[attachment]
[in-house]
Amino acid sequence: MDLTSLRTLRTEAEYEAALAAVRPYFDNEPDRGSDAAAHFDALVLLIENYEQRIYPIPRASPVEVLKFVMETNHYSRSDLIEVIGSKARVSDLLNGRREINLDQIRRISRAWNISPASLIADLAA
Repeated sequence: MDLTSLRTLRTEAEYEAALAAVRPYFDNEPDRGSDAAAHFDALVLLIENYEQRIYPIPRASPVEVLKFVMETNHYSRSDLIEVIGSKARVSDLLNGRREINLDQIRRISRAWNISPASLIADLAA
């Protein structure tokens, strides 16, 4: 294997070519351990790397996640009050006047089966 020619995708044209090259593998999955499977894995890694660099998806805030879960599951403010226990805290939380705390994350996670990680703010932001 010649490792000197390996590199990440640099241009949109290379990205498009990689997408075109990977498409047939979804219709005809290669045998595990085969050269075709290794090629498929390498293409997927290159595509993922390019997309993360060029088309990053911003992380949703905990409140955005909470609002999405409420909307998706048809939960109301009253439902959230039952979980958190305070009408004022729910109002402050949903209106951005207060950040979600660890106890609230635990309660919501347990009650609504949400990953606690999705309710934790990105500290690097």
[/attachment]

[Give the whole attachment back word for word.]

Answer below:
[in-house]
Amino acid sequence: MDLTSLRTLRTEAEYEAALAAVRPYFDNEPDRGSDAAAHFDALVLLIENYEQRIYPIPRASPVEVLKFVMETNHYSRSDLIEVIGSKARVSDLLNGRREINLDQIRRISRAWNISPASLIADLAA
Repeated sequence: MDLTSLRTLRTEAEYEAALAAVRPYFDNEPDRGSDAAAHFDALVLLIENYEQRIYPIPRASPVEVLKFVMETNHYSRSDLIEVIGSKARVSDLLNGRREINLDQIRRISRAWNISPASLIADLAA
């Protein structure tokens, strides 16, 4: 294997070519351990790397996640009050006047089966 020619995708044209090259593998999955499977894995890694660099998806805030879960599951403010226990805290939380705390994350996670990680703010932001 010649490792000197390996590199990440640099241009949109290379990205498009990689997408075109990977498409047939979804219709005809290669045998595990085969050269075709290794090629498929390498293409997927290159595509993922390019997309993360060029088309990053911003992380949703905990409140955005909470609002999405409420909307998706048809939960109301009253439902959230039952979980958190305070009408004022729910109002402050949903209106951005207060950040979600660890106890609230635990309660919501347990009650609504949400990953606690999705309710934790990105500290690097």